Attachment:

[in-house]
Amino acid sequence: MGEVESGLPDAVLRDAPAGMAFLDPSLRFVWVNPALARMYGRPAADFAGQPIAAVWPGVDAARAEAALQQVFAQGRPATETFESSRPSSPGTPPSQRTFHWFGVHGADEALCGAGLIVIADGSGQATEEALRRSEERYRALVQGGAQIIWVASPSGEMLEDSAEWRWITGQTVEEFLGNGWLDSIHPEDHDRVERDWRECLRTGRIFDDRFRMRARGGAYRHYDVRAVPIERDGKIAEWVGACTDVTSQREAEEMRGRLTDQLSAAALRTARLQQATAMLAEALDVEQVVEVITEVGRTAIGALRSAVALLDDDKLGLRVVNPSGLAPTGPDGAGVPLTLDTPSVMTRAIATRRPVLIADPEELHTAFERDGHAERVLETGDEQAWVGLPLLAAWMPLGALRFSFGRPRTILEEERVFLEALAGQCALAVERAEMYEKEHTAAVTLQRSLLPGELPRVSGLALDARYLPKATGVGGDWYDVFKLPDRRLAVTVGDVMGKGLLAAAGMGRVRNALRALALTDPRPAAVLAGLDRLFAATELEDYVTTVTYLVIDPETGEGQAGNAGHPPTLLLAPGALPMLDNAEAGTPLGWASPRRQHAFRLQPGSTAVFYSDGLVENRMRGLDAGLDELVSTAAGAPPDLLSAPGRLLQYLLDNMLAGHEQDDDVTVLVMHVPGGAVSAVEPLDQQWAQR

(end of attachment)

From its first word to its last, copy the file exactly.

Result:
[in-house]
Amino acid sequence: MGEVESGLPDAVLRDAPAGMAFLDPSLRFVWVNPALARMYGRPAADFAGQPIAAVWPGVDAARAEAALQQVFAQGRPATETFESSRPSSPGTPPSQRTFHWFGVHGADEALCGAGLIVIADGSGQATEEALRRSEERYRALVQGGAQIIWVASPSGEMLEDSAEWRWITGQTVEEFLGNGWLDSIHPEDHDRVERDWRECLRTGRIFDDRFRMRARGGAYRHYDVRAVPIERDGKIAEWVGACTDVTSQREAEEMRGRLTDQLSAAALRTARLQQATAMLAEALDVEQVVEVITEVGRTAIGALRSAVALLDDDKLGLRVVNPSGLAPTGPDGAGVPLTLDTPSVMTRAIATRRPVLIADPEELHTAFERDGHAERVLETGDEQAWVGLPLLAAWMPLGALRFSFGRPRTILEEERVFLEALAGQCALAVERAEMYEKEHTAAVTLQRSLLPGELPRVSGLALDARYLPKATGVGGDWYDVFKLPDRRLAVTVGDVMGKGLLAAAGMGRVRNALRALALTDPRPAAVLAGLDRLFAATELEDYVTTVTYLVIDPETGEGQAGNAGHPPTLLLAPGALPMLDNAEAGTPLGWASPRRQHAFRLQPGSTAVFYSDGLVENRMRGLDAGLDELVSTAAGAPPDLLSAPGRLLQYLLDNMLAGHEQDDDVTVLVMHVPGGAVSAVEPLDQQWAQR